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The video makes dramatic evidence: A big sow grizzly and her cub approach a freezer in a Flathead County garage. The night before, they’d scored a load of frozen fish. They were back for more.

But this time, the sow steps on an electrified cattle mat placed in front of the freezer. She gives a startled “Woof!” and wheels away.

“I love the look on the cub’s face,” said Montana Fish, Wildlife and Parks Region 1 bear manager Tim Manley.

The little bear gapes at mom for a second and seems to say ‘Yikes, wait for me!’ The family group was soon trapped and relocated, and hasn’t been in trouble since.

The use of electricity as a bear repellent has reached a level of effectiveness and creativity far beyond what was first deployed about 20 years ago, Manley said. Outfitters have charged horse trailers to protect grain supplies. Communities have wired garbage cans. Family ranchers have fenced play yards to ensure their children are safe from both bears and zaps.

“There’s lots of ways people can electrify things,” Manley said. “You’re just limited by your imagination.”

At the fourth International Human-Bear Conflicts Workshop in Missoula, more than 300 bear experts got an update on the state of the electrifying art on Wednesday afternoon. Mike Madel, who manages bears along the Rocky Mountain Front for FWP, said a five-year effort with the U.S. Forest Service and Blackfeet Tribe worked out many of the bugs for using electric fencing in the field.

“They were using livestock carcasses for attractant,” Madel explained. The research showed how tight wires must be to get under the fur of a curious grizzly bear. It tested the usefulness of chicken wire good for sheltered coops – bad in breezy places where it catches windblown brush and shorts out. It worked out the kinds of solar panels that can keep a 12-volt battery fully charged 24 hours a day.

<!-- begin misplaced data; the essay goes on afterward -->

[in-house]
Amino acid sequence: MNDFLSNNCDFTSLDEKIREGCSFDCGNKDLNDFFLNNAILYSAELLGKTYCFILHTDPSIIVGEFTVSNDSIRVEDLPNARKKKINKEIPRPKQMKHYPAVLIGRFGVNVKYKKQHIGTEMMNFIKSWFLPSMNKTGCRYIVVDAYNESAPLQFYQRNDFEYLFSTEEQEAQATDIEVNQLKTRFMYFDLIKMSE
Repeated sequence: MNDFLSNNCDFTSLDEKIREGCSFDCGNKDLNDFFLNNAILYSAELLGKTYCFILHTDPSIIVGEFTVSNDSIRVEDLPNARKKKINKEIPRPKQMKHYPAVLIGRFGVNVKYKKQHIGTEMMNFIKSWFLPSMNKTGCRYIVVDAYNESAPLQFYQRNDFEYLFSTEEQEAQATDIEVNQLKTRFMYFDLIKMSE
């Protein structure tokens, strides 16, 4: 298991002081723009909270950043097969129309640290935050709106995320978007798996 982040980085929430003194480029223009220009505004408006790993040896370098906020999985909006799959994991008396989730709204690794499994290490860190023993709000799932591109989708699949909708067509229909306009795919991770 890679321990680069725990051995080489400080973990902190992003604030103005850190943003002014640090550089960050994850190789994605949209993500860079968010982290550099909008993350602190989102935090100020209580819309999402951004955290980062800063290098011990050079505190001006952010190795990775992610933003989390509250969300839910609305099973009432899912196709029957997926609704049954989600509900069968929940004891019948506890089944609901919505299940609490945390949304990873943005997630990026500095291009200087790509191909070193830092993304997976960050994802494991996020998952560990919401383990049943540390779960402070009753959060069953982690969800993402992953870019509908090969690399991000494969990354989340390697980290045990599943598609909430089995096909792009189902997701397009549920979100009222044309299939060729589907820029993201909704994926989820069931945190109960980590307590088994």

Fence design also faced challenges. Wires need to run across the top to deter adults, but should also be strung close to the ground to stop crawling cubs. Entries vary. Sheep herders like gates, while beekeepers like panels. Portable systems need to be lightweight but not so flimsy that wires twist together.

The fence systems use pulses of electricity, so the victim gets shocked but can let go and get away. Madel said it’s much different from a set of jumper cables or sticking a finger in a light socket.

“That would kill something,” Madel said. The fence systems deliver about 7,000 volts of electricity per zap – enough to scare off big bears, wolves and cattle.

Electrifying has become a tactic for homeowners in bear country. Kevin Wright of the Colorado Division of Wildlife said many residents in the hills around Aspen have started placing mats below their windows and doors to keep bears from breaking in. In years when natural food supplies fall short, Wright said his wardens can field more than 20 incidents a night.

Fencing systems cost around $300 and up, depending on the size and complexity. The nonprofit group Defenders of Wildlife has contributed more than $200,000 to subsidize private fencing projects, and currently offers grants paying 50 percent of the project cost up to $500.

Ranchers and sheep herders have been quick to adopt the fences, while smaller operations like the ones that raise chickens or goats have been slowly coming along, according to Erin Edge, the group’s Bear Aware coordinator. In addition to solar cells, some people have had success with wind turbines in places with less sunlight.

“Every single fence is a different situation,” Edge said. “It’s picking up each year since we started the program.”

Reporter Rob Chaney can be reached at 523-5382 or at rchaney@missoulian.com.

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